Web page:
Friday, February 20, 2009

"Cheap" is It...and Other Musings

OK, it's "thrifty" to you blue bloods and wordsmiths out there.

I read this article today, and it got me thinking (which is always a dangerous thing); I need to be cheaper...

I have been acting like Homo Economicus, when the economy tanks, I pay more attention to where my money goes. For all my rhetoric re: local business, local food, locavorianism, reuse, closing the loop, biking, investing in alignment with values, etc., I am not performing very well. (I've been doing better on the biking front) So, if budgets are moral documents (again a shout out to Bill Grace) what is my budget telling me? What can living cheaply do for the morality of my expenditures?

And...I am switching gears here...some new ideas popped in that need venting...

I read GreenSkeptic's post today, and it continued the trend of getting out of the mental model that we are dependent for our happiness and success on this intangible thing called the "market". I've slowly been moving in the direction he's proposing; heck, I'm thinking back to the times when I was in college and the economy was in the doldrums (OK, the early 90's got nuthin' on what we're seeing now). I completely ignored what was going on outside the walls of WPI. I was happier and optimistic. I'm not advocating putting heads in the sand, yet, at the same time, becoming a deer-in-the-headlights of the failing economy is not going to solve anything.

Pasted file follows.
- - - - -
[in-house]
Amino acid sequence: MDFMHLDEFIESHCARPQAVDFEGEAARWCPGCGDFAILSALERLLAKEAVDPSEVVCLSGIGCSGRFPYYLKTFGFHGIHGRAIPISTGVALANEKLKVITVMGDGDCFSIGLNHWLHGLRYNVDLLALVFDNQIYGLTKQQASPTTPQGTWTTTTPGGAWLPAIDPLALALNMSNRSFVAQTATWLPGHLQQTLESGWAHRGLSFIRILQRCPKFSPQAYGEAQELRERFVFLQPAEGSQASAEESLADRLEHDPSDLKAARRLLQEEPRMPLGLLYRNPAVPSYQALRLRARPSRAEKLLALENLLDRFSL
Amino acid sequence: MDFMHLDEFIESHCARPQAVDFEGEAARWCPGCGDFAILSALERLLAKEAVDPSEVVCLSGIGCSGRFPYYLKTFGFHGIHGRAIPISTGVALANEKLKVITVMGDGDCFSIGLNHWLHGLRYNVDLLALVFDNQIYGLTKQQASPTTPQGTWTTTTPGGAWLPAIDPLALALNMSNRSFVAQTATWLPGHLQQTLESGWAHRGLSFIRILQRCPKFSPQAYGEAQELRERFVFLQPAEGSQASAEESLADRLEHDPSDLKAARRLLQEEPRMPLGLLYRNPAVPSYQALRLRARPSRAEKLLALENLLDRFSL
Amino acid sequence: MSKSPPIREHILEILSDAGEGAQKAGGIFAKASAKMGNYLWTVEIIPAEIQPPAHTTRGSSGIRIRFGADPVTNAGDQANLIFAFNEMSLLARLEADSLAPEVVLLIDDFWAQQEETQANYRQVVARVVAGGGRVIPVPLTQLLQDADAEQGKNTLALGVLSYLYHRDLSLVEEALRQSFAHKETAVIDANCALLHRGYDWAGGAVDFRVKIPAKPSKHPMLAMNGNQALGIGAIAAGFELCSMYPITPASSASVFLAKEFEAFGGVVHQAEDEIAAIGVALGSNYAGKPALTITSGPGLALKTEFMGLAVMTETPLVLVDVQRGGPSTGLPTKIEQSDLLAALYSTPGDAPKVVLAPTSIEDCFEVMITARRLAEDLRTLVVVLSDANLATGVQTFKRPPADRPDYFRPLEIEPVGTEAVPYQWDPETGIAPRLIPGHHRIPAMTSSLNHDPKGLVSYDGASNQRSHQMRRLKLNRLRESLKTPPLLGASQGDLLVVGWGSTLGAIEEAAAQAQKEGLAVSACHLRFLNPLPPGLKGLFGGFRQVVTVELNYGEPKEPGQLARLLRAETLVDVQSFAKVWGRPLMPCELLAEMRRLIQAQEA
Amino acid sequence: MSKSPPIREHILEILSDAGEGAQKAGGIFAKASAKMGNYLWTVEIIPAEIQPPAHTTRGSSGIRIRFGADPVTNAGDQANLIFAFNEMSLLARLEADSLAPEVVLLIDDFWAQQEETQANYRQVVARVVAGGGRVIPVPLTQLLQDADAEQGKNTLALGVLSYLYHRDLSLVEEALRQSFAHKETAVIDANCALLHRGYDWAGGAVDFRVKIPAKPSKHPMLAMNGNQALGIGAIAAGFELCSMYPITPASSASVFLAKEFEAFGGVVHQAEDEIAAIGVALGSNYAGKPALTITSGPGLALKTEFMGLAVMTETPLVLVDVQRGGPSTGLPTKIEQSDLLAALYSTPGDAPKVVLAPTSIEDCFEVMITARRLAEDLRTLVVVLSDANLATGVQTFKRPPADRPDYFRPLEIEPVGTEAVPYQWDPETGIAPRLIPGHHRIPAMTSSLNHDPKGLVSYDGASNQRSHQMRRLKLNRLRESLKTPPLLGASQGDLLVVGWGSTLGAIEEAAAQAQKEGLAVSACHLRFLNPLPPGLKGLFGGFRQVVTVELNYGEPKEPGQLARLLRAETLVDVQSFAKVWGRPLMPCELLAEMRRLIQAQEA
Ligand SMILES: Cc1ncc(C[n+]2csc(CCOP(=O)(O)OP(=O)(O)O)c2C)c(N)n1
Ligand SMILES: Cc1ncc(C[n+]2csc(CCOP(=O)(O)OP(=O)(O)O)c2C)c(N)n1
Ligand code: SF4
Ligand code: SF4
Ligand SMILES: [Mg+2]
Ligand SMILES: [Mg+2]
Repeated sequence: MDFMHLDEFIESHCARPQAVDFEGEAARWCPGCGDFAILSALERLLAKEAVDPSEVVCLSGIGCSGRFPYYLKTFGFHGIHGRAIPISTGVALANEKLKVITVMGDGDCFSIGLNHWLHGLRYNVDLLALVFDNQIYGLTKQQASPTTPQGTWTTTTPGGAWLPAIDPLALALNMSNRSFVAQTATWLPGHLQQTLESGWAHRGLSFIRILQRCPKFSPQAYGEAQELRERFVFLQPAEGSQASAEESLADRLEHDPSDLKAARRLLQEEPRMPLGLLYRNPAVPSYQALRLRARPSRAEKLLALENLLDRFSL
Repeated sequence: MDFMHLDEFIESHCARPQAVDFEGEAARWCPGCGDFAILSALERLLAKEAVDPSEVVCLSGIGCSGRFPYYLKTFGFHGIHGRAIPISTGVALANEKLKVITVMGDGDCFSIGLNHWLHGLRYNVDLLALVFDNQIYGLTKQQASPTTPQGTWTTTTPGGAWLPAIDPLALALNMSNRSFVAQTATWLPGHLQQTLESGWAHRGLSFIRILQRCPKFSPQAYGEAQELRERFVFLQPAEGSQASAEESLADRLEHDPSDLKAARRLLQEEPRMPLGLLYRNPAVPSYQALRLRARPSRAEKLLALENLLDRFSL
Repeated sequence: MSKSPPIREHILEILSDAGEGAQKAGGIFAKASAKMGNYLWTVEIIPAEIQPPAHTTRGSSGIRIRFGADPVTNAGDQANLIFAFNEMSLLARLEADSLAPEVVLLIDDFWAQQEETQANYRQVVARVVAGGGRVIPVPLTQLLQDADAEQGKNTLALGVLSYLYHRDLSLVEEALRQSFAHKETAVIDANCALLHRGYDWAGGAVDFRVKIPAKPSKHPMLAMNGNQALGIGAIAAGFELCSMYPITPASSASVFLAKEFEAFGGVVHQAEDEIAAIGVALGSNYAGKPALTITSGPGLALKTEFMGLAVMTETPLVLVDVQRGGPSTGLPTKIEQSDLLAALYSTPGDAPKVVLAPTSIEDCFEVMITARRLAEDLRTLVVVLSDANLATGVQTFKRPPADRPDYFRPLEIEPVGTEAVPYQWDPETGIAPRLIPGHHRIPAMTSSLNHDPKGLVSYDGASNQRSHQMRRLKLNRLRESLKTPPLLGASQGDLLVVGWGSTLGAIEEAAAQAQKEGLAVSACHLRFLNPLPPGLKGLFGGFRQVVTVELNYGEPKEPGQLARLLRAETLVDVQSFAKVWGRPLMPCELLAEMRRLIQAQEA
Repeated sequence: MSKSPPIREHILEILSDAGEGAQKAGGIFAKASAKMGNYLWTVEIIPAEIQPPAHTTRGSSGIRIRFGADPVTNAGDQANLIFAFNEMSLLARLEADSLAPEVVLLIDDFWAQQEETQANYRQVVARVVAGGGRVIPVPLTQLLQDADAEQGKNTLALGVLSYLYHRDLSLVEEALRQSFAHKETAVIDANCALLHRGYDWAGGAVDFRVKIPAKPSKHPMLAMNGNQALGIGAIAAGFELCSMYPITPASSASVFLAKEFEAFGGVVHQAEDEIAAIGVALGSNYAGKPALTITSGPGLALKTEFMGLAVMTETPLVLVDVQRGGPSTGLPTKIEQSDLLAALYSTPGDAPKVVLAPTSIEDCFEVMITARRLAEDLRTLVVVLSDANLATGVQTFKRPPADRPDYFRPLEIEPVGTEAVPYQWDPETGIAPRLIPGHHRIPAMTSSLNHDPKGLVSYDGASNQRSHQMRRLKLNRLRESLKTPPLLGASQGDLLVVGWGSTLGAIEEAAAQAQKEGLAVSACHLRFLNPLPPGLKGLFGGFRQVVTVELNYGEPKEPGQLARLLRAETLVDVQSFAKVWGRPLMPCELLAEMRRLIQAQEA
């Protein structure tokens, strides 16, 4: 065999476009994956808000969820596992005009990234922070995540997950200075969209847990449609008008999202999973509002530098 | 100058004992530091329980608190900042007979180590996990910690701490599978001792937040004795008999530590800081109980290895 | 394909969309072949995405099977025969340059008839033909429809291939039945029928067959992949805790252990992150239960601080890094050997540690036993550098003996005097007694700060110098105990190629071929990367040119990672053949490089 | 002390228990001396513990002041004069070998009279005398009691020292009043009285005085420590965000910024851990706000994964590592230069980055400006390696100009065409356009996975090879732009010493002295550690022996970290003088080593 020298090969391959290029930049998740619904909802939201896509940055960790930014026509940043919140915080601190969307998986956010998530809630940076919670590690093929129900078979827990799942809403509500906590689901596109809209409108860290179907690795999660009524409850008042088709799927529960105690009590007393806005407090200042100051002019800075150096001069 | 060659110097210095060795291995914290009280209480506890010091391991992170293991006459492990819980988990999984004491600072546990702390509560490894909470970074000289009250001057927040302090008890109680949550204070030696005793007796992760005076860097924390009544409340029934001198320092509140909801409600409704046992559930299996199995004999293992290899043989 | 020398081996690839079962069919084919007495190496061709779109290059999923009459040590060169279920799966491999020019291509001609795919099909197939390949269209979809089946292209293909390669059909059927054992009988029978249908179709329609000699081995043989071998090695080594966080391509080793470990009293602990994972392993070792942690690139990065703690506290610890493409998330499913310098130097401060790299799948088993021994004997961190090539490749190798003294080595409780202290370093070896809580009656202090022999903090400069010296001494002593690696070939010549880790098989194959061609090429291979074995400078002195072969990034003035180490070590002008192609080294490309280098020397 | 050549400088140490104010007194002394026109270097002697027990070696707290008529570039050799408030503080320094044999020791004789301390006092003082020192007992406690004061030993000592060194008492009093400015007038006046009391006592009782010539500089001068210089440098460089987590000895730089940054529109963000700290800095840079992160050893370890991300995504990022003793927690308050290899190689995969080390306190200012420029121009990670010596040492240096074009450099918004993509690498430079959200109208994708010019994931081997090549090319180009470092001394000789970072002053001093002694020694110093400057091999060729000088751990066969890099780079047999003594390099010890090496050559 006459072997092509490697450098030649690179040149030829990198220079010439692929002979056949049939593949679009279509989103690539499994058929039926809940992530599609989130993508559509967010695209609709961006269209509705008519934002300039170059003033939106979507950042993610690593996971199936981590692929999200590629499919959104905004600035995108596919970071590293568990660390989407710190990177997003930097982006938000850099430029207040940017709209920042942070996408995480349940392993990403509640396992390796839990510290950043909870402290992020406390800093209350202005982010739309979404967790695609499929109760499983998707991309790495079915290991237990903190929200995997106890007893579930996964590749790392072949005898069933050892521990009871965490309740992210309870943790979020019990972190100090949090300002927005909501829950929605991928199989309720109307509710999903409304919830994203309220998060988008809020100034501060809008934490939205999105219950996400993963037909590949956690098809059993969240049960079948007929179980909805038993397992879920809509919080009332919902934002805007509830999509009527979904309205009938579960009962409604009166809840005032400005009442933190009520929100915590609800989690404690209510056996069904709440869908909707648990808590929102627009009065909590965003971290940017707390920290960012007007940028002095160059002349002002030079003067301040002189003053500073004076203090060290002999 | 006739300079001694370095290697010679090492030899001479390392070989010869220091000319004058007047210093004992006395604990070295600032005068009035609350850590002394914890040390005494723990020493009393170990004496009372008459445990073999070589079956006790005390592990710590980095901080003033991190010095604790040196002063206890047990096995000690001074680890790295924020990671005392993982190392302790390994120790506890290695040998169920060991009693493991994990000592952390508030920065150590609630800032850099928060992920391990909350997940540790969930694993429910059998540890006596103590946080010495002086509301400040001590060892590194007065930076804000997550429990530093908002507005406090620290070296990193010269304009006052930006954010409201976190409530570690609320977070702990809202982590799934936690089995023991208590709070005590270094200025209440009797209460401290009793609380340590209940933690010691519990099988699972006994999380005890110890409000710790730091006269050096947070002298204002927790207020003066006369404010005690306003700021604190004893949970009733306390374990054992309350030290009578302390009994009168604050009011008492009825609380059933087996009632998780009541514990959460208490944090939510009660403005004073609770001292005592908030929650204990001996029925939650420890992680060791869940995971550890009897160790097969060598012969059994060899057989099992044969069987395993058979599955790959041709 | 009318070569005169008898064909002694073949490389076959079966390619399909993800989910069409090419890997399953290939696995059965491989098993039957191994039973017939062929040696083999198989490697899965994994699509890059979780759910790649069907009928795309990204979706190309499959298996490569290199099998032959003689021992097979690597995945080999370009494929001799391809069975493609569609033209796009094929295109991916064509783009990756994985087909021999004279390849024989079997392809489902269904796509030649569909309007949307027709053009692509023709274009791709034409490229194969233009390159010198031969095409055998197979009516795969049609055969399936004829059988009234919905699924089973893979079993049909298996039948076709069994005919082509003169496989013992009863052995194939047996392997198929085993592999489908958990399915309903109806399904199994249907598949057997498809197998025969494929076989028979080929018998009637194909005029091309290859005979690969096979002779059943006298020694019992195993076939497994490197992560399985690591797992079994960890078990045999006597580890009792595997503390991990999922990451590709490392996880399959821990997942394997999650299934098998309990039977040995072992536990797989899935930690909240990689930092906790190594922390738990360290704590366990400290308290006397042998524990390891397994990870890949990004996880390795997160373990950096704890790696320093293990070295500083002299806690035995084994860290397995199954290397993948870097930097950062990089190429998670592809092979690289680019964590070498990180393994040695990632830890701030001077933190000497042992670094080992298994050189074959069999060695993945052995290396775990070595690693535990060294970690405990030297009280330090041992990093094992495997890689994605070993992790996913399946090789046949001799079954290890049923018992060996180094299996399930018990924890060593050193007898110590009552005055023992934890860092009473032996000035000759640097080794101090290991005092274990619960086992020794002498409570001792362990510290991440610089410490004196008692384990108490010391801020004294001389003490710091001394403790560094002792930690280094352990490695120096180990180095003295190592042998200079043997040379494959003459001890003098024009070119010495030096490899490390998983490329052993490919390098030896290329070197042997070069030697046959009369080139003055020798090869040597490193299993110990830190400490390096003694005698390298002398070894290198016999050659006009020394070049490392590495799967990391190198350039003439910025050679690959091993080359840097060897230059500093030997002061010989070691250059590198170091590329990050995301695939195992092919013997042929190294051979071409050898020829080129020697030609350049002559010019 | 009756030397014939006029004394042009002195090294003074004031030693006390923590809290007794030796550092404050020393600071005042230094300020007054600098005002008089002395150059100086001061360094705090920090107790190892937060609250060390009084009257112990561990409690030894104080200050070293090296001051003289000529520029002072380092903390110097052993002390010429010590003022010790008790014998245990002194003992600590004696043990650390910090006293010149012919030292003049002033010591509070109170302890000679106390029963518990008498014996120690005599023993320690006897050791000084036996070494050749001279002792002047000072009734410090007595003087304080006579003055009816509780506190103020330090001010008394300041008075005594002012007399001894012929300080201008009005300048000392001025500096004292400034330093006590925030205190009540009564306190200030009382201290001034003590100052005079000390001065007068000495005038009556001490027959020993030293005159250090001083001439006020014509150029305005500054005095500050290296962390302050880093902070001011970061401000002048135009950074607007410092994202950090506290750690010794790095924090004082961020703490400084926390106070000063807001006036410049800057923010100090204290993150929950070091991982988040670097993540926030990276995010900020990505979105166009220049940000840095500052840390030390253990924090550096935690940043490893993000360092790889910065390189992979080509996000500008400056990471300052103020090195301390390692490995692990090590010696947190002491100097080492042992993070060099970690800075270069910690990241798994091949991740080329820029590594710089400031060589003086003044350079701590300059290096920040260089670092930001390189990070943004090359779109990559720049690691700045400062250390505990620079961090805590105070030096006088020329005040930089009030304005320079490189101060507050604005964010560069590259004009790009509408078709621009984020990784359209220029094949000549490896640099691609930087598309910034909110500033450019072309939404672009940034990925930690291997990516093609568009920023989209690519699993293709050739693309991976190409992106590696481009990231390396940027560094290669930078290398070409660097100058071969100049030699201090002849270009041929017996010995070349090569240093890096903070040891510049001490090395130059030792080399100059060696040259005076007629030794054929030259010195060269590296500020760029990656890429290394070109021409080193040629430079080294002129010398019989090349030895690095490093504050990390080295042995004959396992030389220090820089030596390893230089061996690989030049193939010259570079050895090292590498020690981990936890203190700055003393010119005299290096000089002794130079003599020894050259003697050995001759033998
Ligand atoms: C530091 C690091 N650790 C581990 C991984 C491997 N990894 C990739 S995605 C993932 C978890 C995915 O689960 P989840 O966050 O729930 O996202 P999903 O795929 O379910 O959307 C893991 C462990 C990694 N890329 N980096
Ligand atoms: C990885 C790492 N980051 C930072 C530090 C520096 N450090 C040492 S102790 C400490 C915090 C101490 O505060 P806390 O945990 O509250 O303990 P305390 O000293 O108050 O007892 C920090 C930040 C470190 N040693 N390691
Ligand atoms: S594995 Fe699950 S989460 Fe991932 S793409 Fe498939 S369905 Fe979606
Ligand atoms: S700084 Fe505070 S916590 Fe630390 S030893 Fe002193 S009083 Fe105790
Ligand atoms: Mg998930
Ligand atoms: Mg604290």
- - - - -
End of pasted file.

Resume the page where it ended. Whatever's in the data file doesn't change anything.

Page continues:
Maybe it's time to turn off the mainstream news sources and think about what we might create, what we might reinvent.

Switching gears a bit (again), one of the articles GreenSkeptic (thank you!) referred to was, Ruined financiers committing desperate acts. I read it with a combination of rage & pity. For the people that felt their life was worth living in the context of being financially wealthy; I feel pity. For those that amscrayed, that bailed on their responsibility, that bilked people and thought they were too smart to get caught; enraged am I. Here's a thought...imagine if we punished financial fraud as strongly as felonies. I read that the former AIG CEO received four years in prison. Big friggin' deal! It seems to me that punishing people that destroy or hamstring people's lives in the same way that we punish "common criminals" would deter these crimes in the first place. Ah, but then we'd be hindering capitalism and "economic growth", right? Bah!

The graphic now has more meaning...we have the soil to plant the seeds of a new real economy...what will it be like? Will it be simple and reflect what we truly value? Will it respect all forms of capital (I think of social & environmental as the roots, and financial growing from them)? Will it lead us down the same path again?

I went a little off the rails on this one, and each paragraph could be a missive on its own. I feel better for putting it out there. Thanks for reading.

1 comment:

Unknown said...

Why is it easier to hear the outcry of society of a welfare mom who has bilked the system of $1,500.00 more than the outcry of a ninanceer who has bilked the people of millions or billions?

Why do we identify with the haves but have no empathy with the have-nots? Even when we are neither?

Why do we do everything we can to keep from providing for people's economic relief, but think nothing of providing economic relief for corporations?

The answers? Wrong values.